WASHINGTON –The American Civil Liberties Union has filed a lawsuit against Terminal Island Federal Prison in San Pedro over the number of prisoners who have contracted COVID-19 within its walls. Families and friends of those inside the prison are protesting what’s been happening inside the prison, prompting congressional lawmakers to demand answers.
One former inmate, Melly Gipson, said he’s horrified at what’s happening at Terminal Island federal prison right now.
“I don’t really know how to feel,” he said.
The 61-year-old spent nearly 10 years behind bars for money laundering and tax evasion. He said he remembers when he arrived in 2001, there were fewer people and educational programs available. But over time, he said Terminal Island got more crowded with fewer resources. In fact, when Gipson was released in 2012, federal prisons were near their peak in population totals, according to the Federal Bureau of Prisons.
“It was stressful you know because, at that point, you’re really thinking, ‘Are they trying to kill me?,'” Gipson said.
But Gipson believes he’s fortunate, saying his experience doesn’t compare to today.
“It’s a hundred times worse,” he said.
He said the overcrowding has become exponentially worse during the pandemic. In mid-May the BOP showed Terminal Island accumulated more than 700 cases of COVID-19, from just over a thousand inmates. And while the rate of active cases has gone down since then, according to the BOP website, eight people are dead.
Gipson said this hit close to home.
His childhood friend Tyrone Crosby is there now, serving a seven-year sentence for a non-violent crime. Crosby just let Gipson know: he, too, has COVID.
“It’s not fair,” Gipson said.
But the heartache doesn’t end there. Gipson said Crosby's brother, Jermaine, recently died in Terminal Island due to suicide. Terminal Island is a low-security facility where most prisoners need medical or mental health care; Gipson questions why so many people are sick and dying if that’s the prison’s specialty.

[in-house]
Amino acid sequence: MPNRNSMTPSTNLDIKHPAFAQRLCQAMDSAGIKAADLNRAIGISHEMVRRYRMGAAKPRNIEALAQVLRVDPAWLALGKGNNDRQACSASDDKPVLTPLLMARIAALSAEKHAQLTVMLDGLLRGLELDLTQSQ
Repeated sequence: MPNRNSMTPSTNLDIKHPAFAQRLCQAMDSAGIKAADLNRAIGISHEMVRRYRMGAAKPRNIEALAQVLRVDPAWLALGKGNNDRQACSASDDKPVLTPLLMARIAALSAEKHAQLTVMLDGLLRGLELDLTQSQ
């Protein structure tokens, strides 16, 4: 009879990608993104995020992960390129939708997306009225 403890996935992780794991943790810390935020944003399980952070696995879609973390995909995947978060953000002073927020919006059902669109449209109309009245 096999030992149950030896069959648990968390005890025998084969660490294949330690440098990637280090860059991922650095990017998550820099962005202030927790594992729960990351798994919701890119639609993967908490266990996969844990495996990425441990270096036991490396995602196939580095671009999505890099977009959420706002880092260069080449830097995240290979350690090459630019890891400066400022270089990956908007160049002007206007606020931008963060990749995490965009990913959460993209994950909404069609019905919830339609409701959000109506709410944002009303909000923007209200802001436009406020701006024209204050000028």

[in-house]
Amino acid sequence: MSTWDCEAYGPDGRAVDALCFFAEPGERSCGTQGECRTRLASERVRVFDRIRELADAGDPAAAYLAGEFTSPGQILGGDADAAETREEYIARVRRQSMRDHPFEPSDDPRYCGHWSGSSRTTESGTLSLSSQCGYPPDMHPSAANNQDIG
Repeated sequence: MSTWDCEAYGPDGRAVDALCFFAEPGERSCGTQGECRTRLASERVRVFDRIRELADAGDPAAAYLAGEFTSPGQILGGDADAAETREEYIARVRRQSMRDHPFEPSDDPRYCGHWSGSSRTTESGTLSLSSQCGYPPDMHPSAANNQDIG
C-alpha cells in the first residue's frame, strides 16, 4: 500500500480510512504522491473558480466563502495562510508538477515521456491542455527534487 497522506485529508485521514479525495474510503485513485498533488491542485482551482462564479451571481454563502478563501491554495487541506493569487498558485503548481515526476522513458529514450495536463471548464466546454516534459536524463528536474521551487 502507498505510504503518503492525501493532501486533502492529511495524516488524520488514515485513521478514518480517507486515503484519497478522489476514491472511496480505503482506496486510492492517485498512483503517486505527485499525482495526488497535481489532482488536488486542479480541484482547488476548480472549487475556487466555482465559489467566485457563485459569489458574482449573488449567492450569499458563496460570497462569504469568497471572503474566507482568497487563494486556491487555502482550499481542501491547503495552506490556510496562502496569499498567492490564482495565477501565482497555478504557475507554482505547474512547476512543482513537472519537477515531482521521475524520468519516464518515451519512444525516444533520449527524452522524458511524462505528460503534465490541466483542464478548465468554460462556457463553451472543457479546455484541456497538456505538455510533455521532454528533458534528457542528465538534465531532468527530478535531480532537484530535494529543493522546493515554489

Leaders in Washington are sounding the alarm. California Senators Kamala Harris and Dianne Feinstein are demanding oversight for the BOP, with Representative Nanette Barragan saying she could hear people yelling for help when she visited the prison.
“Saying ‘Turn on the air; get us some air; help me!,'” Barragan said, describing her experience at the prison in a press conference in mid-May.
Gipson said Crosby's release date is scheduled for later this year, but said he hopes the prison will grant him home confinement or let him go to a halfway house as soon as possible.
“I look forward to him coming out and I know he’s a strong brother and I just hope he comes out well and safe while he’s there,” Gipson said. “And hopefully they just turn the key and what are they holding him for? He’s already set up to be out.”
Gibson said these prisoners didn’t sign up for a death sentence, yet he feels like the federal government and the White House are letting them down.
Spectrum News 1 reached out to Terminal Island twice in the last two weeks for a response on the lawsuit and to get more information and has yet to hear back.
Terminal Island had said previously that they’ve worked on providing more space by moving inmates into makeshift living spaces and prohibiting sharing spaces, like email and phone stations. Since then, they have started to allow prisoners to use phones. They also said their high rate of cases is attributed to testing 100% of the prison population.